Nasty or Nice?

Yesterday I encountered an interesting situation. I, somewhat symbolically, became a punching bag for someone. His (verbal) attack was vicious, unexpected and unwarranted. Now, I do understand that his frustration was directed towards my company. I was just the unfortunate person who happened to be in the line of fire. However, it did get me wondering about the nature of nastiness, provoked or unprovoked.

Anyone who works in a customer service arena will attest that although, nine times out of ten, people are nice, it’s always the tenth- the nasty one- that sticks in the mind. Why is that? Is it because the emotions that a negative encounter stirs up are so much more complex, and likely to linger much after the event?

Moreover, how one deals with something like this also reveals a lot about oneself. Are you nice to nasty, or nasty to nasty? As for me, I stood my ground, and reiterated that the situation was beyond my control. I didn’t turn nasty, but refused to turn into a doormat either. My colleague congratulated me on standing up to the bullying behaviour of this particular person. But he also pointed out something rather thought provoking.

Why had this man not railed at my (male) colleague, yet, repeatedly, insistently, picked on me? Because, as a woman, I was more likely to give him an emotional response. As a woman, I was perhaps, in his mind, more vulnerable, As a woman, it was easier to dump his anger on me.

Living in the West, sometimes it is easy to forget the kind of prejudice that women face in other parts of the world. When something like this happens, I do wonder, whether to men, or certainly these kind of men, women are still the inferior species?

Anyway, back to the man and his outburst. Reminds me of the idiom: You can catch more flies with honey than with vinegar. Had he been nicer, I still wouldn’t have been able to change the situation, but I would certainly have tried to help him in whatever way possible.

Bottom line is, it rarely pays to be nasty in the long run.


6 thoughts on “Nasty or Nice?

  1. Hi Poornima,
    The bullies probably choose those who think is most vulnerable. My staff do get abuse, but when they see me they are nice as pie. I do support my staff and point it out to them when they see me.
    Best way to deal with these things is don’t go gaga if they praise you or get too down if they are a moan etc etc.

  2. I LOVE that phrase, “honey … vinegar”! I learned it from my Mum, and we still chuckle about it all the time …

    This man (no gentleman, incidentally) clearly mistook your gentle beauty for an easy target. Little did he know: soft and feminine on the outside, steely intelligence on the inside. Well done for standing your ground. Don’t forget, though, he didn’t actually see YOU. He saw someone in a uniform who represents in physical form the corporation he hates so much. Yes, you were an apparently easy target, but I hope your intransigence in the face of his vitriol taught him that throwing his toys out of the pram will not gain your respect, even if it did force your attention.

    Of course it is upsetting because you know yourself so well. You know how you treat people, you know that you go about your duties with the highest sense of pride and professionalism. You know you always seek to attain the highest standards in all that you do, including human relations and you just do not deserve this kind of treatment. This man, however, knows nothing of YOU, your depths, your intelligence, your infinite kindness. Did he give you a chance to speak or even give the impression of wanting to listen? Doesn’t sound like it to me. Yes, you were objectified, yes, possibly because of your being female, but it sounds as if you gave him something to think about, once he had vented his spleen. Or maybe not: he may be of the type that loves to get it all off his chest, feel he has had his say and then move on, caring little for the destruction he leaves in his wake. In which case I’m afraid he is a bully and a coward, but hey ho …. he’s gone now! If only he knew he had been in the presence of such greatness. The fool!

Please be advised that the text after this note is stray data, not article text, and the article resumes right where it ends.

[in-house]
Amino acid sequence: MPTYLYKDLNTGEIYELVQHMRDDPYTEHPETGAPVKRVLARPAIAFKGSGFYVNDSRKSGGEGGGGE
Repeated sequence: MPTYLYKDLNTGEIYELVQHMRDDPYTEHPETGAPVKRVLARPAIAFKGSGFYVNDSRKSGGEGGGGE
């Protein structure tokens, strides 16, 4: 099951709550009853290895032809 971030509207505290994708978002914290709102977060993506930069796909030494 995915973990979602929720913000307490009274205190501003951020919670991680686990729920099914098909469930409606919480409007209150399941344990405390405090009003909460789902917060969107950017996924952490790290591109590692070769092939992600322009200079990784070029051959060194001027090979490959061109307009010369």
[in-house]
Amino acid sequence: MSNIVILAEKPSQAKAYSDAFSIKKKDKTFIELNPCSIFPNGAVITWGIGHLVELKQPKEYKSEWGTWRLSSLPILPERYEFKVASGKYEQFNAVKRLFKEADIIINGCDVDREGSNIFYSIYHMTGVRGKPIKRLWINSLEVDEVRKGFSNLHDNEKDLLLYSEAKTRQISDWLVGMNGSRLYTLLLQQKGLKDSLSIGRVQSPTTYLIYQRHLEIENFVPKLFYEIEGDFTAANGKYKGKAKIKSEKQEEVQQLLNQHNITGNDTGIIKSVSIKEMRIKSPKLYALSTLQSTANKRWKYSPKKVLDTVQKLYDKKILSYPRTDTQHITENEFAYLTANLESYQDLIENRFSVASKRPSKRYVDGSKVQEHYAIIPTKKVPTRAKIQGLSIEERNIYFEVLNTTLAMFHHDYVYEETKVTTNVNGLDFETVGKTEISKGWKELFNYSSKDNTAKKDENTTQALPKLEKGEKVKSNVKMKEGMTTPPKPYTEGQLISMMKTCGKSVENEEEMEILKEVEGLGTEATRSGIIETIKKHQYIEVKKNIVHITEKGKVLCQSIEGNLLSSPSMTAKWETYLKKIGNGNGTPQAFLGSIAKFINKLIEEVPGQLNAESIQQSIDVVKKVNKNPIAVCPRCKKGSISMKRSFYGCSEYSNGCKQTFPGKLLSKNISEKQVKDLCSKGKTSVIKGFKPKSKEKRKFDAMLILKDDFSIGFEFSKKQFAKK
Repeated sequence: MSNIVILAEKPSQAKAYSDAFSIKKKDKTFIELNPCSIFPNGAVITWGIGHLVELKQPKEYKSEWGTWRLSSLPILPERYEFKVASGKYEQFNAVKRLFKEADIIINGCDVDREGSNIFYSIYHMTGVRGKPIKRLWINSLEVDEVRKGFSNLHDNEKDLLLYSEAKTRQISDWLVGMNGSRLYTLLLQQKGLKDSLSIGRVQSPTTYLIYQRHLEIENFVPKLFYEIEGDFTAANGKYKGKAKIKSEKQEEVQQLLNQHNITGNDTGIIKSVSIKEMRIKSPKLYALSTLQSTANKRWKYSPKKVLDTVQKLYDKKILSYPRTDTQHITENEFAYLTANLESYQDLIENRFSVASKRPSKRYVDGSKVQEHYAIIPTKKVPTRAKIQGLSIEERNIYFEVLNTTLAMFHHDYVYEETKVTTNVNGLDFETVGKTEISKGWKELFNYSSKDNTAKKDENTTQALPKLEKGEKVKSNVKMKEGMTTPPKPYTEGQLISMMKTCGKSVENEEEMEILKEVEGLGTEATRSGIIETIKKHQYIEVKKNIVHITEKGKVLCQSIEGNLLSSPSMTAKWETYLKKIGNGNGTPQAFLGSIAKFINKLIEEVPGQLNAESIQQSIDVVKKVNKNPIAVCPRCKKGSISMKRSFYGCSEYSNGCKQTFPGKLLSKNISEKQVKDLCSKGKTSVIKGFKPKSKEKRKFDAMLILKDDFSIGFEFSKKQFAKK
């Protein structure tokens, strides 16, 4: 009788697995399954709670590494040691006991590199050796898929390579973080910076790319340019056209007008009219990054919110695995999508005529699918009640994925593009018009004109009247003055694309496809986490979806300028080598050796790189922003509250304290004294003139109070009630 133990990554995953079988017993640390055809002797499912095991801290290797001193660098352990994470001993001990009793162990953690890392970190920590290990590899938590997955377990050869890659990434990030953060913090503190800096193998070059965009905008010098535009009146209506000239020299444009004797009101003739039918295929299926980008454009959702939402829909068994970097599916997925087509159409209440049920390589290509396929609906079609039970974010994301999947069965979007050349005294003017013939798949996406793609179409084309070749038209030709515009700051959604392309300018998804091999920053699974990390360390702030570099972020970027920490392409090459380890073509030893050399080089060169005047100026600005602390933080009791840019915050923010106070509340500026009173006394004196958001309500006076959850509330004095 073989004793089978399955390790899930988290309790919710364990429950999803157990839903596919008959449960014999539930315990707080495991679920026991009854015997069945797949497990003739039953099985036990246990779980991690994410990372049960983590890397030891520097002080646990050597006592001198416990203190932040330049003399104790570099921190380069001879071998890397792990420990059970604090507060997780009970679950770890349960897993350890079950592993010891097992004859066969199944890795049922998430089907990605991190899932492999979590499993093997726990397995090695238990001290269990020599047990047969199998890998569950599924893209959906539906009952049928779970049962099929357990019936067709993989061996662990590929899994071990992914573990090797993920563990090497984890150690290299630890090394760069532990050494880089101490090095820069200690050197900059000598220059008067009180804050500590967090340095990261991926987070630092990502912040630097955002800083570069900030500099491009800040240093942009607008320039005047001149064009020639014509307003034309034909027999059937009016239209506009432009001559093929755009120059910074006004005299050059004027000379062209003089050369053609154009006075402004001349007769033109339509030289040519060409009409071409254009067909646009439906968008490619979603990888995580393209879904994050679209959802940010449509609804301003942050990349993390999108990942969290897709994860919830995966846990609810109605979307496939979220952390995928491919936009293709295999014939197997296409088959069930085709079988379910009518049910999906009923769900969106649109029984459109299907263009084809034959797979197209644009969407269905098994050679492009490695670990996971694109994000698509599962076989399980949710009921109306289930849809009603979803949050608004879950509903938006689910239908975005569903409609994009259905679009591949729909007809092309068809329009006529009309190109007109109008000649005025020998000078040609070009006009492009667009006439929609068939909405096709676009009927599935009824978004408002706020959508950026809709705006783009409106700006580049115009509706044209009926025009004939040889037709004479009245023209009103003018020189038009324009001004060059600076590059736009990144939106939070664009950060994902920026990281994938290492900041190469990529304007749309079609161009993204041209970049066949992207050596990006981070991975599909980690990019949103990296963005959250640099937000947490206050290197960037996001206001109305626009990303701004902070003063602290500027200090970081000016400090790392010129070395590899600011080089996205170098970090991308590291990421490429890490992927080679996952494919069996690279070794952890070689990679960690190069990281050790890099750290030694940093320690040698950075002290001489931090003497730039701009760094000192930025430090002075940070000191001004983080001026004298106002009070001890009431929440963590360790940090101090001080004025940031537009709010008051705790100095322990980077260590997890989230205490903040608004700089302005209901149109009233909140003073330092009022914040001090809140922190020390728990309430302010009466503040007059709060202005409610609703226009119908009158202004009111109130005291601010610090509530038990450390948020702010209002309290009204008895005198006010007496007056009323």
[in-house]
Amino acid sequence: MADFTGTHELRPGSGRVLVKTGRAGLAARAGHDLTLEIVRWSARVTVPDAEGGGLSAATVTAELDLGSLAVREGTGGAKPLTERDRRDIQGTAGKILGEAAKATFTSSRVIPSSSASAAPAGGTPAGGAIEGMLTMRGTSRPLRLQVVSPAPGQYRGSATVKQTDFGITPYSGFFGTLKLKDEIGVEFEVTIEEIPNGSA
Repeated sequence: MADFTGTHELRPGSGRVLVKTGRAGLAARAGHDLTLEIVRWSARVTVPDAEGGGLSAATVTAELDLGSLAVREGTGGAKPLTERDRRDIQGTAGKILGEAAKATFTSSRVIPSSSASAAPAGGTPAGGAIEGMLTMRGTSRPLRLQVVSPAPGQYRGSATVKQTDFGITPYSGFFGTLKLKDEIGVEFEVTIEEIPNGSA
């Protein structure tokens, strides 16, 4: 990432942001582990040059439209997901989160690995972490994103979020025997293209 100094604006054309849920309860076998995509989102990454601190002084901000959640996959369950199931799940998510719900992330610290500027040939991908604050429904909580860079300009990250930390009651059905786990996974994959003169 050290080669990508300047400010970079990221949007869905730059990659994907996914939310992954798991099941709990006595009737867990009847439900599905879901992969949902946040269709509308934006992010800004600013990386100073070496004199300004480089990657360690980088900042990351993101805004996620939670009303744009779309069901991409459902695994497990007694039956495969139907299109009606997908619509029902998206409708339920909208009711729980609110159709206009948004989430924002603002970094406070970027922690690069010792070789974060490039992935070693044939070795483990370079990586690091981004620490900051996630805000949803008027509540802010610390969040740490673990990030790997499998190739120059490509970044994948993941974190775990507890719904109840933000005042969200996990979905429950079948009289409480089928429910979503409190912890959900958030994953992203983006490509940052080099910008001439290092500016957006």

Talking of moving on … yes, let it flow over you, dear P. I know how it feels, but remember, such people know NOTHING of you, the amazing, rich, witty, brilliant you and they never will … and that I’m afraid, is their loss. He is lost now, gone into the crowd. You on the other hand will never disappear into the crowd. Far from it: you will stand head and shoulders above it, seeing quite clearly the path ahead that you carve for yourself. Be proud of yourself for how you handled an unpleasant situation, you gorgeous Ice Queen, you! Head up, now … eyes forward, and off you go, as you were … XX

    1. Ah…as always you are so kind and lovely to me!! Thank you for understanding ( and you, more than anyone, knows the kind of abuse we have to put up with!). As an interesting aside, his seat partner was quick to point out to me later that he did not agree with his colleague ( although he had said nothing at the time… Cowardly much?) I, in turn, replied, ” I understand that he is ‘having a go’ at the uniform, but he must understand that there is a human being inside of that uniform!”

      This is something that people need to recognise and acknowledge.

      1. Maybe his seat partner was a subordinate and didn’t dare say anything. One never knows how the politics of commerce bubble beneath the surface of colleagues travelling together. Rather them than me! Brrrrrrrr …… ;o)

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